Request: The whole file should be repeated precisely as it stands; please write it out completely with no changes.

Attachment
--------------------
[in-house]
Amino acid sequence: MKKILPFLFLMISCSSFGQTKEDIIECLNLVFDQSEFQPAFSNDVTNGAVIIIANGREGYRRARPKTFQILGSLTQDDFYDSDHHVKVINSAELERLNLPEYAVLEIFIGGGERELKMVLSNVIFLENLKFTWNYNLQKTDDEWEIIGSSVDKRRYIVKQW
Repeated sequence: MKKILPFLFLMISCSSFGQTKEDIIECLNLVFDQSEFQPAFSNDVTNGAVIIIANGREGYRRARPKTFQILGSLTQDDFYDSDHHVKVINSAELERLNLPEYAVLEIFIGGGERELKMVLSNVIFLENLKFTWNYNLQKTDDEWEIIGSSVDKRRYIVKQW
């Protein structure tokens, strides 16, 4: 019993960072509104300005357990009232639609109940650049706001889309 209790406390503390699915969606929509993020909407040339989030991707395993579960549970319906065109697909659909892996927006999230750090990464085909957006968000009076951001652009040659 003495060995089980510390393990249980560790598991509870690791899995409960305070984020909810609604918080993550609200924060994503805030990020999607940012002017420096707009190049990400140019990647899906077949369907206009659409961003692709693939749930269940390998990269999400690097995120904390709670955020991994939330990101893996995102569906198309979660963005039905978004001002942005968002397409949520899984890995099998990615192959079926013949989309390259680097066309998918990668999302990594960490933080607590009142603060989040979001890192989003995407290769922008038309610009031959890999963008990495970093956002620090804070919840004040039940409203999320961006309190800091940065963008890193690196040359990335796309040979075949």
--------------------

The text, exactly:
[in-house]
Amino acid sequence: MKKILPFLFLMISCSSFGQTKEDIIECLNLVFDQSEFQPAFSNDVTNGAVIIIANGREGYRRARPKTFQILGSLTQDDFYDSDHHVKVINSAELERLNLPEYAVLEIFIGGGERELKMVLSNVIFLENLKFTWNYNLQKTDDEWEIIGSSVDKRRYIVKQW
Repeated sequence: MKKILPFLFLMISCSSFGQTKEDIIECLNLVFDQSEFQPAFSNDVTNGAVIIIANGREGYRRARPKTFQILGSLTQDDFYDSDHHVKVINSAELERLNLPEYAVLEIFIGGGERELKMVLSNVIFLENLKFTWNYNLQKTDDEWEIIGSSVDKRRYIVKQW
């Protein structure tokens, strides 16, 4: 019993960072509104300005357990009232639609109940650049706001889309 209790406390503390699915969606929509993020909407040339989030991707395993579960549970319906065109697909659909892996927006999230750090990464085909957006968000009076951001652009040659 003495060995089980510390393990249980560790598991509870690791899995409960305070984020909810609604918080993550609200924060994503805030990020999607940012002017420096707009190049990400140019990647899906077949369907206009659409961003692709693939749930269940390998990269999400690097995120904390709670955020991994939330990101893996995102569906198309979660963005039905978004001002942005968002397409949520899984890995099998990615192959079926013949989309390259680097066309998918990668999302990594960490933080607590009142603060989040979001890192989003995407290769922008038309610009031959890999963008990495970093956002620090804070919840004040039940409203999320961006309190800091940065963008890193690196040359990335796309040979075949």